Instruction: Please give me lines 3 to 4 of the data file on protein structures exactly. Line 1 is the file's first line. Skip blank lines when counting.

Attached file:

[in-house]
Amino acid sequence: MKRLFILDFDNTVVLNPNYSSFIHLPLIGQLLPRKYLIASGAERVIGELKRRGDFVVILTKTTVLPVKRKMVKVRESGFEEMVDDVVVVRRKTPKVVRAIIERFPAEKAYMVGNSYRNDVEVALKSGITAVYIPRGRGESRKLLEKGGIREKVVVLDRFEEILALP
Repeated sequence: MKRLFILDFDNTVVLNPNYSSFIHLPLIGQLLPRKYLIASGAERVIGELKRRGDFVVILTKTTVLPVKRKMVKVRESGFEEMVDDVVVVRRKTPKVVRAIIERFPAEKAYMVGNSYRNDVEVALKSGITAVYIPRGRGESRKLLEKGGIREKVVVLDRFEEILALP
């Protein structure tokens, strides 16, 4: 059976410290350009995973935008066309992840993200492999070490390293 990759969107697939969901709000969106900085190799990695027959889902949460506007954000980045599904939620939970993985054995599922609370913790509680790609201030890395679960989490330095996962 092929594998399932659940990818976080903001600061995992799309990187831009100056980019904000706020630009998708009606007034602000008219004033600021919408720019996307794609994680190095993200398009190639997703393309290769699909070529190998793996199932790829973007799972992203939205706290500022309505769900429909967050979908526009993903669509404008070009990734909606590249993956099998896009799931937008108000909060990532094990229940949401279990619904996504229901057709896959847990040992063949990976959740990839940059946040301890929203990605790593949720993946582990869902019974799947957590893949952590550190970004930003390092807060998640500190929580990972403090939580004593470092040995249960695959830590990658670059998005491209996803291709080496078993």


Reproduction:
Repeated sequence: MKRLFILDFDNTVVLNPNYSSFIHLPLIGQLLPRKYLIASGAERVIGELKRRGDFVVILTKTTVLPVKRKMVKVRESGFEEMVDDVVVVRRKTPKVVRAIIERFPAEKAYMVGNSYRNDVEVALKSGITAVYIPRGRGESRKLLEKGGIREKVVVLDRFEEILALP
């Protein structure tokens, strides 16, 4: 059976410290350009995973935008066309992840993200492999070490390293 990759969107697939969901709000969106900085190799990695027959889902949460506007954000980045599904939620939970993985054995599922609370913790509680790609201030890395679960989490330095996962 092929594998399932659940990818976080903001600061995992799309990187831009100056980019904000706020630009998708009606007034602000008219004033600021919408720019996307794609994680190095993200398009190639997703393309290769699909070529190998793996199932790829973007799972992203939205706290500022309505769900429909967050979908526009993903669509404008070009990734909606590249993956099998896009799931937008108000909060990532094990229940949401279990619904996504229901057709896959847990040992063949990976959740990839940059946040301890929203990605790593949720993946582990869902019974799947957590893949952590550190970004930003390092807060998640500190929580990972403090939580004593470092040995249960695959830590990658670059998005491209996803291709080496078993």